How often do non-US citizens vote in Wisconsin elections?

Nearly 300,000 residents of Wisconsin who are not U.S. citizens have been issued driver licenses or ID cards — the state elections agency notes its policies in response to concerns raised over fraud.

By Steven Potter, Frederica Freyberg | Here & Now

April 12, 2024

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A proposed state constitutional amendment on the November 2024 ballot in Wisconsin specifies that only a United States citizen age 18 or older may vote in an election for national, state or local office or referendum. The proposal would change current constitutional language from “every” U.S. citizen to “only” a U.S. citizen. Republican authors of the proposed amendment say it’s needed because some states have allowed non-U.S. citizens to vote in local elections.

With migration being a prime campaign issue, former President Donald Trump is pushing fears of noncitizens voting.

Convinced of fraud in the 2020 election, people at a March election education event in West Bend raised a worry over immigrants voting illegally in 2024. Several of those in attendance raised the same concern.

“Our state issues valid driver’s licenses to people who are not citizens and are not eligible to vote,” said one woman. “If one of those individuals possess their driver’s license to register to vote – how do you catch that?”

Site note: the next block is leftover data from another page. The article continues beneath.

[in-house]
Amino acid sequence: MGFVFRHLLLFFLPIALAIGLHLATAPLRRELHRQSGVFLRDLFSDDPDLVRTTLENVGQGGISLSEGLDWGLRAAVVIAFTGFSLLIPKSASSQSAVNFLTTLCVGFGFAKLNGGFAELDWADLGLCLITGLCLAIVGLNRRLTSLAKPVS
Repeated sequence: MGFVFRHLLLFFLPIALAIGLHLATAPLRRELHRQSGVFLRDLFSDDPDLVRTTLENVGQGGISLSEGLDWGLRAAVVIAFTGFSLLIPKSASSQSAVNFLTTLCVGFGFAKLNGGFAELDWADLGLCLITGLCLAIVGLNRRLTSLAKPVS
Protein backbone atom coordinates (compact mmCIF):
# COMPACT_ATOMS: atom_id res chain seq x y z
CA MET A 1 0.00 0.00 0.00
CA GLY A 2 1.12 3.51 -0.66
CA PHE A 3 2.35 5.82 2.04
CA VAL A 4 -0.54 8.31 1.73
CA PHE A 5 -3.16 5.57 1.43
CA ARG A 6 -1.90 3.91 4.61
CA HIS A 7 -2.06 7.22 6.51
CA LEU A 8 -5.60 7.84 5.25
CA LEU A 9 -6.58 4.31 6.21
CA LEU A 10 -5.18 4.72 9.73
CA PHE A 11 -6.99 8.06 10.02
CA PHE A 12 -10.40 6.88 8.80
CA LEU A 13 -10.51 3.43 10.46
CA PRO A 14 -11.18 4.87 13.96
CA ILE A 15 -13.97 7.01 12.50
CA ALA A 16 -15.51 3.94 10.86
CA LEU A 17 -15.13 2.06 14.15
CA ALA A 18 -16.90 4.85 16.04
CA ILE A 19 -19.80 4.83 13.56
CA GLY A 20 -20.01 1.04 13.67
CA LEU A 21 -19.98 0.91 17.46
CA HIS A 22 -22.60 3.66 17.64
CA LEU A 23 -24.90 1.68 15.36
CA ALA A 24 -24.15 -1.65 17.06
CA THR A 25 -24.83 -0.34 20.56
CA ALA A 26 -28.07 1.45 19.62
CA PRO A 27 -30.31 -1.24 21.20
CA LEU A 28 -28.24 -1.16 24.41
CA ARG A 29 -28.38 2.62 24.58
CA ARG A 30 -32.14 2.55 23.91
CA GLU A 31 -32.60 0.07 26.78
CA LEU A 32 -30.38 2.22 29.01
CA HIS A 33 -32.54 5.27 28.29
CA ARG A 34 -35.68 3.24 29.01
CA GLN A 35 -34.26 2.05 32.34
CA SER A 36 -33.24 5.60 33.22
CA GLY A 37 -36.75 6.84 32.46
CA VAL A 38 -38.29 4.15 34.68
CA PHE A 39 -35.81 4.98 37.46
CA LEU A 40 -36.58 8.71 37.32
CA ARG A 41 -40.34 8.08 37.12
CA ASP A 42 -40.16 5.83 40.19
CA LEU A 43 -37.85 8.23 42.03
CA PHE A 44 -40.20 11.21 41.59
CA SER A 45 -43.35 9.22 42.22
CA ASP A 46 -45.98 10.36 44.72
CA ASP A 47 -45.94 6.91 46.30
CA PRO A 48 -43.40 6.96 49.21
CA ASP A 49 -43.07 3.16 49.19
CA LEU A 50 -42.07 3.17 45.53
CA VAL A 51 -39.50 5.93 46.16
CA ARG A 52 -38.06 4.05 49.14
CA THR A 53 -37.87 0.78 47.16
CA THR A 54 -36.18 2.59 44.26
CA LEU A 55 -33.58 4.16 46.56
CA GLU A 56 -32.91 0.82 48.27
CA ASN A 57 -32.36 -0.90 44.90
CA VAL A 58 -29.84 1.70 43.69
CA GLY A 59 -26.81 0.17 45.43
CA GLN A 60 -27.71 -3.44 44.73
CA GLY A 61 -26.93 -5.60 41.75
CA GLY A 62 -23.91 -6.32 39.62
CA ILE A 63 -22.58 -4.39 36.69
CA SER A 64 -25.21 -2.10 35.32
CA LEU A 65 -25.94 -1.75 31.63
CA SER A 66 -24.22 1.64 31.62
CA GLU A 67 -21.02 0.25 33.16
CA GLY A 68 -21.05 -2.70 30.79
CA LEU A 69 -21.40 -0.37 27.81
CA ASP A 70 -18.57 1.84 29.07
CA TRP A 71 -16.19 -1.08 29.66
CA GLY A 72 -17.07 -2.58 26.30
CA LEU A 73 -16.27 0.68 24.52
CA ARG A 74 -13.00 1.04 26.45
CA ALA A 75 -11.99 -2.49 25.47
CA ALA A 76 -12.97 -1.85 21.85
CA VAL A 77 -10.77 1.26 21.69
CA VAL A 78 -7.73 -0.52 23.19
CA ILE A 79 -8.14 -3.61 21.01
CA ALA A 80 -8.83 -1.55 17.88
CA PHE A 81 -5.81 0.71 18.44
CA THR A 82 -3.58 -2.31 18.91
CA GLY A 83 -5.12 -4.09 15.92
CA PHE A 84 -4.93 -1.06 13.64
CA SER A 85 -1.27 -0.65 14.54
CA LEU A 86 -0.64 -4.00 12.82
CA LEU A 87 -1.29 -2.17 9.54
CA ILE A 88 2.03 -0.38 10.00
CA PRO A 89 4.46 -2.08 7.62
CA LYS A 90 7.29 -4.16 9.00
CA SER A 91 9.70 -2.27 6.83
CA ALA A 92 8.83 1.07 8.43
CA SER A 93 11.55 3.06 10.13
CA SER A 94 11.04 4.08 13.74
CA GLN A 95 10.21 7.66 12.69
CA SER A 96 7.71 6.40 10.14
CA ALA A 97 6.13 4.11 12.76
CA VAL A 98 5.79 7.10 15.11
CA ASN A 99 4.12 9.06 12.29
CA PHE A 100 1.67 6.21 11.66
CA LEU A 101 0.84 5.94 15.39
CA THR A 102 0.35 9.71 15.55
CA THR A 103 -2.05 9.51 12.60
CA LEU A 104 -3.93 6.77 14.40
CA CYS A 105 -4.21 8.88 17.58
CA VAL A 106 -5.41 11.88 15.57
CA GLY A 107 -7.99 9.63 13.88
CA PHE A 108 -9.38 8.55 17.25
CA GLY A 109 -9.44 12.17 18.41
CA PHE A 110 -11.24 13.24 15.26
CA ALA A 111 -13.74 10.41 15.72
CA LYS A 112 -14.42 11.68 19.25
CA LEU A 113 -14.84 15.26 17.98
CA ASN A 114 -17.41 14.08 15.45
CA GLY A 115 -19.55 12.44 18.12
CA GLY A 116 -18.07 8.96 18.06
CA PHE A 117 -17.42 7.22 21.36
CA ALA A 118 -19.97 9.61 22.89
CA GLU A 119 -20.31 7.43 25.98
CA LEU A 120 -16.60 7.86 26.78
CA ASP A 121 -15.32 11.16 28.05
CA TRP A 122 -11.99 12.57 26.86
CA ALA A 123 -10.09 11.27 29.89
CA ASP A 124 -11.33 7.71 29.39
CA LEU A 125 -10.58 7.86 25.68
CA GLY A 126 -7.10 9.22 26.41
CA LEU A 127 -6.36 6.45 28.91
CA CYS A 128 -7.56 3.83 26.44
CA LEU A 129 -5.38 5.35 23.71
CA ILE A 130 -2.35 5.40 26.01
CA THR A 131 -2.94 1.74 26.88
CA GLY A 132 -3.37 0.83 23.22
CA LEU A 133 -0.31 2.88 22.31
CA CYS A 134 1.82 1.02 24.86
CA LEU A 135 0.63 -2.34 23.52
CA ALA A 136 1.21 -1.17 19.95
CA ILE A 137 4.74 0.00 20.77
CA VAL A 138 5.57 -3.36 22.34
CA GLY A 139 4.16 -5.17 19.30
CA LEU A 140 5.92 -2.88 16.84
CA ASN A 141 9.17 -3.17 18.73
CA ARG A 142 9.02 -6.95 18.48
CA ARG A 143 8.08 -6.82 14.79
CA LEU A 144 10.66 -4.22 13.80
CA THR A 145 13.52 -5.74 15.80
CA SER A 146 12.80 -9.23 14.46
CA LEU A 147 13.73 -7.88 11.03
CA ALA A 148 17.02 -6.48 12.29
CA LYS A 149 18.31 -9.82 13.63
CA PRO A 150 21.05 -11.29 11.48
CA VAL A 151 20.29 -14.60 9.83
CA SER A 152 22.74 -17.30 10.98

Another man mentioned the numbers, stating, “…In the last five years, the state of Wisconsin has issued driver’s licenses to over a quarter million — non legal, illegal, whatever the right terminology is – immigrants in the state.”

That number is correct and refers to non-U.S. citizens who are legally present in the state as permanent residents or temporary visitors.

The Wisconsin Department of Motor Vehicles confirmed to PBS Wisconsin that the agency has issued more than 258,000 driver licenses and 41,000 photo ID cards to non-citizens since 2019.

Those Wisconsin driver licenses or photo IDs are stamped with “limited term” or “non-domiciled” unless the person is a permanent resident noncitizen, whose cards have no such stamp.

To be clear, a valid Wisconsin driver license or state photo ID is required to vote. But noncitizens cannot legally use their IDs or licenses to register and vote.

Despite concerns that they are voting in large numbers, the Wisconsin Elections Commission said that since 2019, there have been three noncitizens who have been referred for prosecution for voting illegally, mostly for misunderstanding their eligibility.

The question of eligibility and citizenship happens before anyone casts a ballot. When registering to vote, a person must certify under penalty of law that they’re a U.S. citizen.

The elections commission said non-citizens risk being arrested, jailed and deported if they did vote illegally.

But as to the question of catching that, the Wisconsin Elections Commission explained: “There is no mechanism available to conduct real-time checks on a voter’s citizenship status. No state or federal law requires the WEC or clerks to verify a voter’s citizenship status.”

But, the elections commission also said “there is not evidence to support the idea that non-citizens are voting in Wisconsin in significant numbers.”

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